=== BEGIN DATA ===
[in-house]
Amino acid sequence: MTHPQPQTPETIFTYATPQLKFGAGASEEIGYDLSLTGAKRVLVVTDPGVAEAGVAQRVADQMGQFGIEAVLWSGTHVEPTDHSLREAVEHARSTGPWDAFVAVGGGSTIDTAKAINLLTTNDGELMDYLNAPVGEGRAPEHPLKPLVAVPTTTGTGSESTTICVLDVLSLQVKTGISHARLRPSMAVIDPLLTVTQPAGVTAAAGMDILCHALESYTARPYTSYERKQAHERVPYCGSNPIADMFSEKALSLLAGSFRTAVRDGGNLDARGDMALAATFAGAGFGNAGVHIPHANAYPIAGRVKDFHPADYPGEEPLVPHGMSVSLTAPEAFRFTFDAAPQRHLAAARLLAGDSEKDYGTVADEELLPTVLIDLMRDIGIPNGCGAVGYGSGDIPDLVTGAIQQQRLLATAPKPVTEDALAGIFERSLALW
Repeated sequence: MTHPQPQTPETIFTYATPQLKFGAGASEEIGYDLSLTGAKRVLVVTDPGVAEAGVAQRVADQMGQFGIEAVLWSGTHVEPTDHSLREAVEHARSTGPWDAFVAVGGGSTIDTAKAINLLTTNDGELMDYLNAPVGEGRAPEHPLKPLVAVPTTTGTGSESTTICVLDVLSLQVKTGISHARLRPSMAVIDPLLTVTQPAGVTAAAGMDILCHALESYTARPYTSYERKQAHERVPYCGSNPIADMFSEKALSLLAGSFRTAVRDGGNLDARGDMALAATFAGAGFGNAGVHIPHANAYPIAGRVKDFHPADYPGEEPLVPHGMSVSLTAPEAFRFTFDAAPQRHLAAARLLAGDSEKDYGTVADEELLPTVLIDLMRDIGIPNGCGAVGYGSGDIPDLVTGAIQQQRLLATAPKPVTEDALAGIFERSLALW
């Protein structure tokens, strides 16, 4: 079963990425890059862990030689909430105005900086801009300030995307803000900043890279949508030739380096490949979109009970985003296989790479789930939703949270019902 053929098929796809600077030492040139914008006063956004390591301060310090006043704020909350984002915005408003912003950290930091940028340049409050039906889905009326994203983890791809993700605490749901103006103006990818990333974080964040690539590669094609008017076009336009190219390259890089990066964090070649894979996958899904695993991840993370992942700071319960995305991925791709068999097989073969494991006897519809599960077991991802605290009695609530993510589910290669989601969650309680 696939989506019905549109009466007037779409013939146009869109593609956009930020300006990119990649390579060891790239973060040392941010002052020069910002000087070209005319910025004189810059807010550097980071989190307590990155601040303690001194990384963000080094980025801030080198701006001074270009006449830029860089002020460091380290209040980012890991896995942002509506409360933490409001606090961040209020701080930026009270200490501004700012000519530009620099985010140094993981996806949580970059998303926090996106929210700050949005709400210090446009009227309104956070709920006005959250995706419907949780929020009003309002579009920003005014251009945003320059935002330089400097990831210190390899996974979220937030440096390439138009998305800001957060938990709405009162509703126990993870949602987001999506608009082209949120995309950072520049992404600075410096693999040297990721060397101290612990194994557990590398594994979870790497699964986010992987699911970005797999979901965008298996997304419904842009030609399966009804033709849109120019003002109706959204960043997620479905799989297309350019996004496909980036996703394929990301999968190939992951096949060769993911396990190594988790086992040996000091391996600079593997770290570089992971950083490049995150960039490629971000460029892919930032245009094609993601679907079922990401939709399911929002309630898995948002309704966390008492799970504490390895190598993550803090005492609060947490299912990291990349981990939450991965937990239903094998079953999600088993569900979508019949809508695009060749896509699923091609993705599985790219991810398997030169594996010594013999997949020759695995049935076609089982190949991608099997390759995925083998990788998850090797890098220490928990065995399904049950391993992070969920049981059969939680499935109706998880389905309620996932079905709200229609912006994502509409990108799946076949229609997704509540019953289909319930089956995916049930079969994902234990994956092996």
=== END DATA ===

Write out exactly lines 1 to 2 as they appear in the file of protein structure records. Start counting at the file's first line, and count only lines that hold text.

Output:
[in-house]
Amino acid sequence: MTHPQPQTPETIFTYATPQLKFGAGASEEIGYDLSLTGAKRVLVVTDPGVAEAGVAQRVADQMGQFGIEAVLWSGTHVEPTDHSLREAVEHARSTGPWDAFVAVGGGSTIDTAKAINLLTTNDGELMDYLNAPVGEGRAPEHPLKPLVAVPTTTGTGSESTTICVLDVLSLQVKTGISHARLRPSMAVIDPLLTVTQPAGVTAAAGMDILCHALESYTARPYTSYERKQAHERVPYCGSNPIADMFSEKALSLLAGSFRTAVRDGGNLDARGDMALAATFAGAGFGNAGVHIPHANAYPIAGRVKDFHPADYPGEEPLVPHGMSVSLTAPEAFRFTFDAAPQRHLAAARLLAGDSEKDYGTVADEELLPTVLIDLMRDIGIPNGCGAVGYGSGDIPDLVTGAIQQQRLLATAPKPVTEDALAGIFERSLALW